Geospatial Insight is a leading provider of risk intelligence derived from analysis of satellite, aerial, drone imagery and social media scraping, for a range of applications across the insurance value chain. In an interview with us, Aman Bajaj, Insurance Lead of Geospatial Insight talks about change that improves customer experiences and an insurers own bottom line.
1. How does your business model work and what is your USP?
Geospatial Insight accesses a range of sophisticated data sources and applies advanced technologies, including machine learning, to produce evidence-based intelligence that enables clients to make better business decisions. With our flexible approach we enhance the understanding of risks for (re)insurers. Using imagery and film footage we deliver precise evidence-based data to insurers, reinsurers and brokers to allow enhanced risk assessment and selection as well as CAT response and claims management. We provide meaningful insights, as opposed to pure raw data, which enables better risk-based decision-making.
One of our key offerings is a subscription based on demand catastrophe event response mapping service with machine learning feature extraction. We have extensive space science knowledge and privileged access to all major and emerging satellite operators and aerial mapping companies. We operate a comprehensive two-tier SLA based international drone network to provide NRT data of catastrophe events, which gives us the ability to deliver rapidly.
Furthermore, we offer pre-risk mapping that is bespoke and client driven using machine learning feature extraction. We have access to a variety of additional geospatially relevant data sets such as perils including flood prediction, in-house subsidence mapping and dynamic map visualisation tools providing an analytics platform for our clients. This can be white labelled to allow clients to offer as a value-added service to their customers.
2. Why did you join the InsurTech Europe powered by Plug and Play Accelerator Program?
Our technology platform is market ready with some early customer wins, but the program by Plug and Play allows us to target a wider sector of the insurance market more effectively, particularly that part of the market that has the appetite to embrace new technologies and engage with deploying newer innovations within the sector.
3. What is your biggest takeaway from the program and would you recommend other startups to join?
The platform opens some of the bigger doors which from our experience is already leading to more meaningful discussions in shorter timescales – truly accelerated!
4. What do you believe is the biggest challenge for innovation in P&C insurance?
One of the biggest challenges for innovation in P&C insurance revolves around the natural resistance to new concepts and working practices, by the nature of their business insurers are risk averse. We understand that employing new processes is not easy – not only the need to undertake due diligence, but also as any business change transformation process, to expose the true value improvement to their services. We appreciate this can involve in-depth cost benefit analysis, so that ROI is fully understood and that change is not being implemented for the sake of change, but to ultimately improve their customers business experience and their own bottom line. The POCs give us the mechanism to be part of that assessment in a very fundamental way and also to build their trust in our technology, our staff, our culture and vice versa.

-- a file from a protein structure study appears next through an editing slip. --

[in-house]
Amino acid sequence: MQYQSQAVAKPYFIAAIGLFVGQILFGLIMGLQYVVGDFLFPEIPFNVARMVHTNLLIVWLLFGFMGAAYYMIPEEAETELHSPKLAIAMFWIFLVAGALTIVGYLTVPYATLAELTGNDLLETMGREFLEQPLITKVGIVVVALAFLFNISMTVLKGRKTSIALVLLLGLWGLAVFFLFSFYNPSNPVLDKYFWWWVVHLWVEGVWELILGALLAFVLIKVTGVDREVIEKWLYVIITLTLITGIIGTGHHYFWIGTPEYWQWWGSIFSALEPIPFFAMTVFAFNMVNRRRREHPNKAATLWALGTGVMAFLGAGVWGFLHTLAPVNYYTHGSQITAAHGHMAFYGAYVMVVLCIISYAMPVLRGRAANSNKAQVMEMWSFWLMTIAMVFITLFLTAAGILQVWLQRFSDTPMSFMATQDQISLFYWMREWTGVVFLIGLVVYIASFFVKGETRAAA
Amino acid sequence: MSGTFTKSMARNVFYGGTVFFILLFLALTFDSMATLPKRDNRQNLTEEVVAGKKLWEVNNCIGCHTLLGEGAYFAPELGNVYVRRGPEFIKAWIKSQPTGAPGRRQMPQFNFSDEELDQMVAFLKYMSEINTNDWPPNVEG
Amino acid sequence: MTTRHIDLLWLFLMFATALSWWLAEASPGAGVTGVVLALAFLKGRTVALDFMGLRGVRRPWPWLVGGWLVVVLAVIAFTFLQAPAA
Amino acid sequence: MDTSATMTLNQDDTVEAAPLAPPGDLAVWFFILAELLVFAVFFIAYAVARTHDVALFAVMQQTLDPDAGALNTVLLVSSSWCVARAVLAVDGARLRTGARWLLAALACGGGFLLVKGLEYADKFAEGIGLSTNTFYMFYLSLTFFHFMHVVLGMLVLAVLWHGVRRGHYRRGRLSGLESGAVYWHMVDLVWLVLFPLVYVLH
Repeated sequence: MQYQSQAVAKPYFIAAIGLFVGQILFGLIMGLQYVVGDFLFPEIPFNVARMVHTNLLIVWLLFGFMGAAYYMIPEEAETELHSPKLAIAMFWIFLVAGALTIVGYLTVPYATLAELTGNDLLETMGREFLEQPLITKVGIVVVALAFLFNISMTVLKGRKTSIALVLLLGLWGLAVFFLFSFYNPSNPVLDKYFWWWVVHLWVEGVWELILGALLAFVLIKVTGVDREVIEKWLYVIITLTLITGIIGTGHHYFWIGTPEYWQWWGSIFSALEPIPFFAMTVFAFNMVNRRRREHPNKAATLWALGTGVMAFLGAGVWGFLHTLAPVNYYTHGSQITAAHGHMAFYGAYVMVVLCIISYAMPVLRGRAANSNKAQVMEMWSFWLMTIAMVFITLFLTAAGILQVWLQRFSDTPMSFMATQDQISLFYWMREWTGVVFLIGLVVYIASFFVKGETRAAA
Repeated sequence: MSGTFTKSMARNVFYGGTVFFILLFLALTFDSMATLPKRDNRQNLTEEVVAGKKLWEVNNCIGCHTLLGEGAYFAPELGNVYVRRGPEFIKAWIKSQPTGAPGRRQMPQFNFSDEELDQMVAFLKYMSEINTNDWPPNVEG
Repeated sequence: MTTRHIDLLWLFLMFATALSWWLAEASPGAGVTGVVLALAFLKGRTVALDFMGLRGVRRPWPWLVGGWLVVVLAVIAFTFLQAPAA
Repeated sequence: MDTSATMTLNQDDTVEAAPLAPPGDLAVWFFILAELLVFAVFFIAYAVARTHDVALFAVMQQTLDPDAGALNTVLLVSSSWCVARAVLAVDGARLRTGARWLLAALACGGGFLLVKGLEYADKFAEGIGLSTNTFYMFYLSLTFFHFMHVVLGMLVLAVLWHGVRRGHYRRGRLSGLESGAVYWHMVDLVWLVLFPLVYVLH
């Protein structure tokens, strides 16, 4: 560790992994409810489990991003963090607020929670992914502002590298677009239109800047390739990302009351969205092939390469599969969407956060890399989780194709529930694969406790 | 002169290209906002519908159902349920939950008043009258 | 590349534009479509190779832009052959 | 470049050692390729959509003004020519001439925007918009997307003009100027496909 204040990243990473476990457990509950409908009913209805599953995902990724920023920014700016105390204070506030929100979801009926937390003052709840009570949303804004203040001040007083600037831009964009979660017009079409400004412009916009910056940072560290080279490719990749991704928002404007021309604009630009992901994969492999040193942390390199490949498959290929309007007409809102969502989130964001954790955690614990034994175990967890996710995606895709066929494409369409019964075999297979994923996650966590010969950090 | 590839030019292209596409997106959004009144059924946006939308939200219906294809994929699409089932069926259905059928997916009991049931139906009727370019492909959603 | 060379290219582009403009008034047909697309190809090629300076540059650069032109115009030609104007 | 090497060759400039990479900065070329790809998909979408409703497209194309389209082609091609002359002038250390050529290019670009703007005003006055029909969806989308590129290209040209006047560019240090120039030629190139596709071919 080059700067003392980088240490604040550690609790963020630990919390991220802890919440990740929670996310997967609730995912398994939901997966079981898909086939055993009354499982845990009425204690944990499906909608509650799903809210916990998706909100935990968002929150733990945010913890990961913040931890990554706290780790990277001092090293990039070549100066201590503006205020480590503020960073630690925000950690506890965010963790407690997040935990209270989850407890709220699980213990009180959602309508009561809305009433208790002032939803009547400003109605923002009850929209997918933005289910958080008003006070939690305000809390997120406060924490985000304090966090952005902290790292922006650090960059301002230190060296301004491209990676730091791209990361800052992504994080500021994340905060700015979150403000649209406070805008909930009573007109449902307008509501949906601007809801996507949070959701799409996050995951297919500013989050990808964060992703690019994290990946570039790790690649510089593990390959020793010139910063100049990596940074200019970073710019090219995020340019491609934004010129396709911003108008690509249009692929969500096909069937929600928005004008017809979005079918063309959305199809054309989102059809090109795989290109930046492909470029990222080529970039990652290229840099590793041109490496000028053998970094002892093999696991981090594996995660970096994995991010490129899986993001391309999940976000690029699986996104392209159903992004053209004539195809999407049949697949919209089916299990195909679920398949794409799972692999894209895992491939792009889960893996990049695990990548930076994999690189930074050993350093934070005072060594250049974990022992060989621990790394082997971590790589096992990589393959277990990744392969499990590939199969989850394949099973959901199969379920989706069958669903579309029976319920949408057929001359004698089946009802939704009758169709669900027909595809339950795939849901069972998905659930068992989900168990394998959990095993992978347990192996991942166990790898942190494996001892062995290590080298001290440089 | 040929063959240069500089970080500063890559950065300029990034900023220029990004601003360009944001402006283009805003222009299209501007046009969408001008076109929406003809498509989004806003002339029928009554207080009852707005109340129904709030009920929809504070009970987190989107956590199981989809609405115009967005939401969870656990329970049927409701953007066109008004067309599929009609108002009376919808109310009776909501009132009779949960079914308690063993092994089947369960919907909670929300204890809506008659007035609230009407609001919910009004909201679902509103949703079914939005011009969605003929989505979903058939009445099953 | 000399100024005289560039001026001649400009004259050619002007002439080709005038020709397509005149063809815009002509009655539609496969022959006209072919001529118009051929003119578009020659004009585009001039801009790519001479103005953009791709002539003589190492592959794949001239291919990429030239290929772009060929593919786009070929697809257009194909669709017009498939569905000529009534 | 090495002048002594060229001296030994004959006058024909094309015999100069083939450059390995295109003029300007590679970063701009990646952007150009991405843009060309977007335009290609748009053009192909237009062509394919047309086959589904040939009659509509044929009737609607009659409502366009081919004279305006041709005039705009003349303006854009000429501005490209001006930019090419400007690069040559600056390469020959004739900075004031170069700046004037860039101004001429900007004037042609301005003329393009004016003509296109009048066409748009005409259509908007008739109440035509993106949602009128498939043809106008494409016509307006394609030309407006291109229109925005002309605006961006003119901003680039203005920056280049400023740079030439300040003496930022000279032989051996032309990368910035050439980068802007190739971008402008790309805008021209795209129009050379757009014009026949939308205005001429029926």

Many firms spend the majority of their time defending against disrupters instead of spending their energy to create value for their customers. Whether disruptive or incremental, innovation must be a part of the culture before it can bring success. Organisations should consider how they can work with or acquire innovators to improve their offerings.
Another major challenge is the regulation and red tape surrounding the industry, insurers are often reluctant to embrace new products, services and technologies out of concern of navigating these complex compliance and licensing requirements. But companies like Uber have proven disruptive technology can overcome obstacles, when there is motivation.
5. In your opinion, what can established insurance and reinsurance companies do to simplify collaborations with InsurTech startups?
We would love to see insurers having a set budget & funding to pay for PoC’s and pilot projects, a streamlined process for working with startups to shorten extremely long sales cycles as well as greater autonomy for innovation teams and business units to be decision makers.
6. Munich provides one of the fastest growing digital ecosystems for insurance innovation. How is your experience here compared to other startup hotspots as Silicon Valley, London or Tel Aviv?
Munich is the base for a large number of insurance corporates and the reputation of the ecosystem is great. The direct exchange with these partners of InsurTech Hub Munich allows us to bring our innovative solutions directly to them while benefiting from their industry know-how.